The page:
Judgment day: Some of the bright minds on the campus think Mamata Banerjee is the right person to govern the state and take it forward. Some still vouch for the Left Front. The jury, so to speak, at the law university is still out. Nandini Guha and Swati Tewari write.kolkata Updated: Apr 06, 2011 18:31 IST
Sreeprupa Chowdhury: I like her work. She has provided job opportunities. She did the Metro extension, and that was much required. She is dedicated.
Jay Sayta: Mamata is whimsical and obnoxious. We need to learn from Bihar.
The campus is sprawling and the lawns are a beautiful light and shade. On a breezy February afternoon, we meet a bunch of bright lawyers to be at the National University of Juridical Sciences — in the hope of witnessing some biases, some straight-talking and some great verbal duels. The young minds want to vote for change but it is not a straight choice between the CPI(M) and the Trinamool. Neither Buddhadeb Bhattacharjee nor Mamata Banerjee emerge clear winners in this campus rumpus, where the issues range from dearth of jobs to flight of capital to poor work culture.
The pro-CPI(M) guys take charge. The student in question is armed with a laptop, a manifesto, some CDs and appears to be well prepared for the ensuing debate. Sabyasachi Chaterjee is indeed hopeful about a reformed CPI(M)-led government being voted back to power. “I am looking forward to the polls. I think the economy is on the right track. We need the participation of the common people to bring out better administrative changes,” said Chaterjee, to be countered immediately by Shourya Sengupta, who disagreed, saying there had actually been degradation in the system.
Cut to Shameek Sen, teacher and research scholar, who said that he is looking forward to an environment where people can work towards building a better Bengal. “I want spontaneous change,” he says. When students pointed out that there had been an excessive rise in violence all across the state, Chatterjee countered by saying that there are political clashes happening in the state that disturb law and order. While Sen said the only way to change the scene was to let Banerjee come to power, he clarified that he would vote for Banerjee for want of any other option.
Agnidipto Tarafdar wants the Left to continue. He says the Left has been ruling for more than three decades and the problems at Lalgarh, Singur, Nandigram started only about three years ago. He feels Lalgarh was a creation of the media and it is not the first time in the state or in the country that people have been killed. Co-student Shourya Sengupta insists that maintaining law and order is the responsibility of the state. And they have failed to do so numerous times. “People cannot keep suffering for the failure on the government’s part. It’s time for some change now,” he said.
The batch has only a few women. Sreeprupa Chowdhury is of the opinion that the only party capable of bringing about the much-required change is the Trinamool Congress. Asked what changes she is looking forward to, she says there should be an overall change in the system. That includes safety, law and order, discipline and many other social and economic changes. If these changes do not take place, then Banerjee’s coming to power will not be justified, she said.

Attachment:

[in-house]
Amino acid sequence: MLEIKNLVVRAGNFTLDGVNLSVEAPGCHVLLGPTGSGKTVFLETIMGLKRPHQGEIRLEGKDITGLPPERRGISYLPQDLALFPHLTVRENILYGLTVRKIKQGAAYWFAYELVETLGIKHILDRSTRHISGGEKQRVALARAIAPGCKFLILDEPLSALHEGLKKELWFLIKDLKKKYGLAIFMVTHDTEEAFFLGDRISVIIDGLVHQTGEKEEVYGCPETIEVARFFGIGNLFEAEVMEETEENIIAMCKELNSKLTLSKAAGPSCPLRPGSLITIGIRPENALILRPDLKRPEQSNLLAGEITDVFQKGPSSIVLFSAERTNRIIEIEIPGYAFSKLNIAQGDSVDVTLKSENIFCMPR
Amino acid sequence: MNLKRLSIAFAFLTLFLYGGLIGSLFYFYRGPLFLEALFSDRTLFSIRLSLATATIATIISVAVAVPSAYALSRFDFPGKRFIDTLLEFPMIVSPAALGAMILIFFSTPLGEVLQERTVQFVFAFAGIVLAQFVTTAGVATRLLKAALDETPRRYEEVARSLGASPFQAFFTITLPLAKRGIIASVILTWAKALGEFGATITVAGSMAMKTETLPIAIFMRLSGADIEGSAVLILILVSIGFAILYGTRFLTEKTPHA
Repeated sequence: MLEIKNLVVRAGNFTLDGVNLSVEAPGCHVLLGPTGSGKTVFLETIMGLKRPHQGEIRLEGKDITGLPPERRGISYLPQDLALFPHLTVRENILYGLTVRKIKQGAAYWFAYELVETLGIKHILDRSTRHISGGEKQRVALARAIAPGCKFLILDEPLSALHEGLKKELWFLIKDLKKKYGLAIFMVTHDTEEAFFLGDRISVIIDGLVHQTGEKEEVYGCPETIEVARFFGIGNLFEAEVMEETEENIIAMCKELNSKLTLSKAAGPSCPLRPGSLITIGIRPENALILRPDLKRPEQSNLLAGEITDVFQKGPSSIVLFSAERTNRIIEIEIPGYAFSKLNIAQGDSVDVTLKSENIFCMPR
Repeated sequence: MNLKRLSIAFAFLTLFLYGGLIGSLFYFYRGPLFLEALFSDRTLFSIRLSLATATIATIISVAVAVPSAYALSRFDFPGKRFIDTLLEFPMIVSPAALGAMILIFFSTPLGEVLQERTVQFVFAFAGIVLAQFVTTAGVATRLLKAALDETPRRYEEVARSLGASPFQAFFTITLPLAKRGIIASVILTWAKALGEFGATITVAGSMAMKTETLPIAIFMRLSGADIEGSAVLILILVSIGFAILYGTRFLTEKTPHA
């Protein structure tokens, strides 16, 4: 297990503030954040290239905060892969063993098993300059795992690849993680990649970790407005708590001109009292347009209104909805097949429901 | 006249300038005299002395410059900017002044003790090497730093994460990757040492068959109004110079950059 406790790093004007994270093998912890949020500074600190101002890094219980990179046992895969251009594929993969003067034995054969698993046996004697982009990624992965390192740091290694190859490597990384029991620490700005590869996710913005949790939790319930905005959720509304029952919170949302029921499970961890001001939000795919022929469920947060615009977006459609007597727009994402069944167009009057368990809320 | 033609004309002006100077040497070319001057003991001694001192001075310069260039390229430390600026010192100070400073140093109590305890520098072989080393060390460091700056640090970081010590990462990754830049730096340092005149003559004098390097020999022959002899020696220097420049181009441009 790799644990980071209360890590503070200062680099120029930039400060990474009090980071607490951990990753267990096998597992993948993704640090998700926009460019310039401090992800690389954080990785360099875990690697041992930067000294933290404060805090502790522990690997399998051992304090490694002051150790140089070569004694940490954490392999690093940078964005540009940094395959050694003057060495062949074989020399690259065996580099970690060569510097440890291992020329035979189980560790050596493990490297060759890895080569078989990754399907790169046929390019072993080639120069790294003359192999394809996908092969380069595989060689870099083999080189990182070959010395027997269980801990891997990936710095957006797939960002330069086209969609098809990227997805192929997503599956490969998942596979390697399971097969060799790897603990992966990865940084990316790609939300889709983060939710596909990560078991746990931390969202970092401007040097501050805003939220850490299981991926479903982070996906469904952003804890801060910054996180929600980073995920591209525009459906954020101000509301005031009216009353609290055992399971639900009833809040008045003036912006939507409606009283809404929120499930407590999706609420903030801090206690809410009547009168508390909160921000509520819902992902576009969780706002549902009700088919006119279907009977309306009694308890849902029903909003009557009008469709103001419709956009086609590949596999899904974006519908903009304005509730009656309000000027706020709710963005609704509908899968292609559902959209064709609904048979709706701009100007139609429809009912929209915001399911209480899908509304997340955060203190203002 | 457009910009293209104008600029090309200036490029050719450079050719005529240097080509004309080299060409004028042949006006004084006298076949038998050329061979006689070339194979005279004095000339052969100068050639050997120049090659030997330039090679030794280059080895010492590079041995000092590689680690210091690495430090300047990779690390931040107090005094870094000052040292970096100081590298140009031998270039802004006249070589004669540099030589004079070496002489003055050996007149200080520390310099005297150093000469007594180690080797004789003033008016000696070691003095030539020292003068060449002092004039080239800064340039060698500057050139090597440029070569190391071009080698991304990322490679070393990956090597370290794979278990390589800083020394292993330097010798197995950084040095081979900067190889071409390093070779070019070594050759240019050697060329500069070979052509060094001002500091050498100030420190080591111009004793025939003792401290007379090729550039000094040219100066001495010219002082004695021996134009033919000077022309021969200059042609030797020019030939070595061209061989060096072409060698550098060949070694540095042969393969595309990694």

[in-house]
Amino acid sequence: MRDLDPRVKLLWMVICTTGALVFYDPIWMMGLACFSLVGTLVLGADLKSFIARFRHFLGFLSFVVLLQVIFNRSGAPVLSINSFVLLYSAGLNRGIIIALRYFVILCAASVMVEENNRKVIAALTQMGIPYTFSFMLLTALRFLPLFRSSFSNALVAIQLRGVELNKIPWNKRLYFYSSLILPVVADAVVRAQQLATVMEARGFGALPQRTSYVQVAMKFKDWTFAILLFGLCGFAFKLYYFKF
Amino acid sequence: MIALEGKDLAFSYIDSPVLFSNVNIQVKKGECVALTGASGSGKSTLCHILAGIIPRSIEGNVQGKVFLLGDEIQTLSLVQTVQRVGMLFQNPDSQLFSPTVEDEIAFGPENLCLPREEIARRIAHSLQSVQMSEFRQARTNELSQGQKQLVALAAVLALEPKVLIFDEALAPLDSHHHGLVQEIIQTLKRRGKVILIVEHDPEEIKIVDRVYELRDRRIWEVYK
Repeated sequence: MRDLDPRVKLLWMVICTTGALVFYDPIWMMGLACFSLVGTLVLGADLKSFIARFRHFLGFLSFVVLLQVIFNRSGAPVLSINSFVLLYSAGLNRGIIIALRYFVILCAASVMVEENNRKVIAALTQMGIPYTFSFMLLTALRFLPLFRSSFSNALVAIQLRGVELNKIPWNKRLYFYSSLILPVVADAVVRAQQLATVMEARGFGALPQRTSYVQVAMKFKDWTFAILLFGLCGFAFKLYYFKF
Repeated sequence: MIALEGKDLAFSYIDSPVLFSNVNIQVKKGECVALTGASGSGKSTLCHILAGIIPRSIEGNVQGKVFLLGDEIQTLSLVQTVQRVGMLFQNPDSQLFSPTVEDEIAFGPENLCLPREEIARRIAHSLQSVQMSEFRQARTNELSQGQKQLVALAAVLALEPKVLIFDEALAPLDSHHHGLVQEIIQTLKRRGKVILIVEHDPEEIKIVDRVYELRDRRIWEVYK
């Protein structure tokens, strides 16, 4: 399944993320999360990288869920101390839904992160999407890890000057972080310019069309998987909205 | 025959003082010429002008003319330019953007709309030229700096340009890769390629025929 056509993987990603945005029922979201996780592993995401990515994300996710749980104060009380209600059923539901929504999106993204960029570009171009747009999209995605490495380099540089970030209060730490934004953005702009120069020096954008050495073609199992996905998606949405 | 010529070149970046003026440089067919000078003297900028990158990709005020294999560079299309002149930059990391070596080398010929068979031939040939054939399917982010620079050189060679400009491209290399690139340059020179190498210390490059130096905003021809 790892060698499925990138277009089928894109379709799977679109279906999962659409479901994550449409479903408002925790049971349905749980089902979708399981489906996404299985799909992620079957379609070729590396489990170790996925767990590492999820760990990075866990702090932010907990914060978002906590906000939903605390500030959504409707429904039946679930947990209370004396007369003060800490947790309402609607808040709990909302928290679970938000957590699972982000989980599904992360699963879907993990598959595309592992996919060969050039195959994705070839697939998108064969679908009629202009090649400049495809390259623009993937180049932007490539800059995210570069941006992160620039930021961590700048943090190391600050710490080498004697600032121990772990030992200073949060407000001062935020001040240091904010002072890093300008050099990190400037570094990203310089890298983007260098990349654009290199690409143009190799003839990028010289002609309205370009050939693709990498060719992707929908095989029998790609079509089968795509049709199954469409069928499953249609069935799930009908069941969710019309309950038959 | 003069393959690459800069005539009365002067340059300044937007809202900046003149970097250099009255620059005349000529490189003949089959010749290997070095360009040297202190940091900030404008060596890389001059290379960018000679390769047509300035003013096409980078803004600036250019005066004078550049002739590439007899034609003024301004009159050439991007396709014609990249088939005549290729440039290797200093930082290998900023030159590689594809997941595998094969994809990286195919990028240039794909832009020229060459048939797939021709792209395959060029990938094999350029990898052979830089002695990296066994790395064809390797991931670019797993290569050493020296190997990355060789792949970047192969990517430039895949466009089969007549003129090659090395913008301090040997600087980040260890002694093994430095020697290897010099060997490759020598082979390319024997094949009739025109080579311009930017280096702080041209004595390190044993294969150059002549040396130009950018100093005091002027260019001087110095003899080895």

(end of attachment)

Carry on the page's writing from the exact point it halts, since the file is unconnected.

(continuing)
The discussion was hotting up now. Tarafdar brought up the point that land reforms was the major change that the state government brought about. Chowdhury was the first one to voice protest. “Any kind of land reform is of no use if we cannot even afford to give out a small chunk of land for a Nano. All we could offer for industrialisation was a piece of land where farming is done, and if we actually look at that plot, 4 or 5 crops grow there,” she said.
Arun Mal wanted to balance out both arguments. “Why are we only talking about failures? The Left has made some positive strides after all,” said Mal.
Jay Sayta feels politicians have failed miserably. As far as Trinamool was concerned it too did not look free from flaws. “We must take inspiration from Bihar,” he said, much to the angst of his fellow students. “The BJP is an extinct species in Bengal,” said Anirban Chakrabarti.
Mayank Mikhail Mukherjee seems to be confused about whom he should vote for. He feels none of the two parties are free from flaws. His greatest concern is about getting a job. “Today, the job market looks so grim in the state that almost 90% youngsters do not wish to get stuck in Kolkata”, he says. When people move to Delhi, he is sure of the fact that they will be able make a better name for themselves and will earn lot more than what they earn in Kolkata, echoed a few students.
Most students appear to be cynical about both parties and none of the two leaders appear to be the unequivocal choice. As for the ruling party here, they have been following principles as promoted by books in China and Russia. “On one hand we have a party going through ideological changes while on the other hand we have a party that doesn’t have any ideology or any leader at all. What will I do with so many trains? What I need is a job of my choice, and my big question is that whoever comes in power, will he or she guarantee me that?” queried Shourya Sengupta.
On the issue of party leadership, some students felt that the Trinamool suffered from dictatorship by Banerjee. “No one has the right to even voice their own opinion in the Trinamool,” rued Agnidipto Tarafdar.
Sreeprupa Chowdhury picks up the cudgels for Mamata by saying many take Mamata lightly as she talks loudly and can’t speak proper English. “But she has done her job well wherever required. She has created jobs,” she said. Tarafdar, who by now has emerged as a true CPI(M) fan, insists that there has been development and people have got jobs in the city. So, the jury’s still out...
The HT team that visited NUJS also comprised Mou Chakraborty and Subhendu Ghosh